Hopi Typical Koyemsi (Mudhead) Katsina Doll [SOLD]


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Carver Unknown

There is a large variety of Koyemsi who differ in appearance and come for specific purposes who do not behave as clowns. There are perhaps two dozen different ones. There are those who may come to dance with a variety of katsinas. There are others who have equally important purposes but whose actions are nearly always accompanied by clowning. Because the functions of the Koyemsi span so many variations, it is not possible to separate them into clowning or non-clowning groups. Instead, their activities must be considered as a continuum made obvious by appearance. [Wright, 2004:80]

This Koyemsi is the typical one that is generally carved by the Hopi. This one with the spike on top of his head is the style introduced to Hopi from the Zuni and introduced by the name, Koyemsi. It is unsure why the Hopi adopted the Zuni version, but a possible reason is the prim Victorian mores of government employees, missionaries, and educators who found the almost non-existent clothing of the Hopi version to be offensive. Another reason is the Zuni version had less restrictive behavior than the Hopi version. [ibid:76]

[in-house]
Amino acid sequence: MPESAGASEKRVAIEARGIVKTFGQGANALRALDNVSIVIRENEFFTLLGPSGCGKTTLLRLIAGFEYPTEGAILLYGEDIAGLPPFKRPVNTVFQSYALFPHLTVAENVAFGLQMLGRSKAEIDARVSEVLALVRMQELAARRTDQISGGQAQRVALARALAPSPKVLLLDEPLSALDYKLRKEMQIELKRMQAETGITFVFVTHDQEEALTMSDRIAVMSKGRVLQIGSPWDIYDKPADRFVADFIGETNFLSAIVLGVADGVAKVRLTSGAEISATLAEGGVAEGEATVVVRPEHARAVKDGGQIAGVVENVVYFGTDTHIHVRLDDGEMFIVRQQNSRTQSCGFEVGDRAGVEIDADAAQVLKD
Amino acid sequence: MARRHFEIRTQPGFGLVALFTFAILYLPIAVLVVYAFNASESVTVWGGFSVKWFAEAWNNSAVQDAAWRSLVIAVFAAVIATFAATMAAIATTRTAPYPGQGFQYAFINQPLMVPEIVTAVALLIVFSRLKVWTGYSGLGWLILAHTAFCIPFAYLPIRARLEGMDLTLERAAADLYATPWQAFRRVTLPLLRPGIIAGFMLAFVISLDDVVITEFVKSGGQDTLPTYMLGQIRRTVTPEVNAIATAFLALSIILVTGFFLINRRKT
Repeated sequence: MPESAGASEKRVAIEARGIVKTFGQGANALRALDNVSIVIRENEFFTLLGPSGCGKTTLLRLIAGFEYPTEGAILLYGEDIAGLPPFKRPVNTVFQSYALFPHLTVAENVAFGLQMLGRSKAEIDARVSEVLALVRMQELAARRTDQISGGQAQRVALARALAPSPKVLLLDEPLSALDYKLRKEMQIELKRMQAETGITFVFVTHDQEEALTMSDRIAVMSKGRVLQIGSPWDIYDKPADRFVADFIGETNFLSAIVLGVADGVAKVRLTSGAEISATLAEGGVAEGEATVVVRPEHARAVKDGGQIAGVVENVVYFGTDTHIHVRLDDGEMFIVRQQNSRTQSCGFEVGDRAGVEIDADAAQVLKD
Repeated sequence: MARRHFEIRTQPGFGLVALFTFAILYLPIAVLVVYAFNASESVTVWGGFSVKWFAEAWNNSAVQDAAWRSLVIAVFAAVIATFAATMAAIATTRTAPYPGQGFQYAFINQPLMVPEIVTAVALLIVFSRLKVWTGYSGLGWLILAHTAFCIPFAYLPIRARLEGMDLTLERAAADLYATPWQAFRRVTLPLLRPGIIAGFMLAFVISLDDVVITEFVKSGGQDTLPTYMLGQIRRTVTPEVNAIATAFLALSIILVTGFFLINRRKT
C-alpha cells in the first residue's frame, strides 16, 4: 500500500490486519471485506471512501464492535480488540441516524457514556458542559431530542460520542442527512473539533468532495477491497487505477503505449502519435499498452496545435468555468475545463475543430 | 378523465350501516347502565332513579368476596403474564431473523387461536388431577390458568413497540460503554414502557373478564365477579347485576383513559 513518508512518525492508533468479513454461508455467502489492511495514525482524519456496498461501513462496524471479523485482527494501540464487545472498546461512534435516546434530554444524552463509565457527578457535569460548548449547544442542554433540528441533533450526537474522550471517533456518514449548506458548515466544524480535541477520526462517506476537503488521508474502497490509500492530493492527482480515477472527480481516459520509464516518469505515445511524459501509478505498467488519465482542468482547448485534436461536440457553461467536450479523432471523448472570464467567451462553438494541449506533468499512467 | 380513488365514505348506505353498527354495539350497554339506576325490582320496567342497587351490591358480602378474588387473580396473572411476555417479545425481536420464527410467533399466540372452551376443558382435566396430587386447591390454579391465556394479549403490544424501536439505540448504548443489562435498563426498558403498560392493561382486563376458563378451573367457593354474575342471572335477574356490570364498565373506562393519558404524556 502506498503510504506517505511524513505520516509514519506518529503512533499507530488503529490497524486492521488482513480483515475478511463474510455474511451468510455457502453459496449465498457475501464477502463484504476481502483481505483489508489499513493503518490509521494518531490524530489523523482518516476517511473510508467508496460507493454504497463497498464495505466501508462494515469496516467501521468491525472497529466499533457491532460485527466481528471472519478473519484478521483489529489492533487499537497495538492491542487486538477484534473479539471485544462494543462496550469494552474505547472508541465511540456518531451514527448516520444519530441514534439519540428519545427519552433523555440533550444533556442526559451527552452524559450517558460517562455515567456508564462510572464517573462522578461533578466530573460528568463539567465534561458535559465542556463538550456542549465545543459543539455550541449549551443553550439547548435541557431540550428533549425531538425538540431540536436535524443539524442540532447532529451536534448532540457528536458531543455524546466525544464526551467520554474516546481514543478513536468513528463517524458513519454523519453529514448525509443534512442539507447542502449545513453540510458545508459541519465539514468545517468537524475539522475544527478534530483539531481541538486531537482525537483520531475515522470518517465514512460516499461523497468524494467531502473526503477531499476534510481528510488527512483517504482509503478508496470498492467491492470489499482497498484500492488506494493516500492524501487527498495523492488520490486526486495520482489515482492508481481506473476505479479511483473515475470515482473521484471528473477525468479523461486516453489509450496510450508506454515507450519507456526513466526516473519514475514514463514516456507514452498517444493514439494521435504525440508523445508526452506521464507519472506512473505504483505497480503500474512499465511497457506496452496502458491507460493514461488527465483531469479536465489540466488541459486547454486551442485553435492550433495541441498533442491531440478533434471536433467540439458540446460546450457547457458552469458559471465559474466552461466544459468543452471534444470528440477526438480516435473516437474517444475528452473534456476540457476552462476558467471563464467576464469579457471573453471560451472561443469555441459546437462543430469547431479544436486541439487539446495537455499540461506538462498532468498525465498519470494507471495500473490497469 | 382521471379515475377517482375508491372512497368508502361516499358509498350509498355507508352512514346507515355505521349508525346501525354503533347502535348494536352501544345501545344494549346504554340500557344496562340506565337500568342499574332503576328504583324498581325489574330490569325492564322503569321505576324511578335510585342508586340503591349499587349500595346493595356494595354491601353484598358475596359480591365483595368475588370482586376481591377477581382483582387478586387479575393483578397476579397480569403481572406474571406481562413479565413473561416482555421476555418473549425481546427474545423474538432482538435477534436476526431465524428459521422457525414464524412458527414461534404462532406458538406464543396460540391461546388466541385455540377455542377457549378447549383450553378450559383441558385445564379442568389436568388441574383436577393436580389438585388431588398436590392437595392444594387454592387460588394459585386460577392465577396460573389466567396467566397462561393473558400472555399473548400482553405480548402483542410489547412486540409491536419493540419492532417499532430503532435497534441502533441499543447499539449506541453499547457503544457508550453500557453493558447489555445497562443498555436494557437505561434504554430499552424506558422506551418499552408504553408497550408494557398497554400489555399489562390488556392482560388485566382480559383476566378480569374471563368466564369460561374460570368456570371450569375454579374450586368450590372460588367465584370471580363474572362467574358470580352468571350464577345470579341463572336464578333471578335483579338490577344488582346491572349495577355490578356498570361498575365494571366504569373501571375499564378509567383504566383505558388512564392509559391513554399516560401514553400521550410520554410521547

This carving is an excellent example of the Koyemsi. It is almost 17 inches tall and presents good body proportions. His face features are excellent, bordering on the comical nature of the katsina. His cylindrical eyes and open mouth signify that he is up to mischief. He carries a club in his right hand. The scarf around his neck is worn by all Koyemsi. He has a fabric bag draped over his left shoulder and hanging off his right side. The brown body paint was layered on in mottled application to represent the less than smooth application of mud on the katsina's body. This rare attempt at reality is not usually seen in body paint. Such attention to detail is an indication of the seriousness of the carver's intent.

The carving is unsigned by the artist and appears to date to the 1940s.

What is a Kachina?

Condition: very good condition with some paint abrasions

Provenance: this Hopi Typical Koyemsi (Mudhead) Katsina Doll is from the collection of a gentleman from California

Reference: Clowns of the Hopi—Tradition Keepers and Delight Makers by Barton Wright

Recommended Reading: Kachinas: a Hopi artist’s documentary by Barton Wright

TAGS: Kachina – Katsina DollHopi Pueblo

Alternate close up view of the Mudhead face.

Carver Unknown
26309-kachina.jpg26309-large.jpg Click on image to view larger.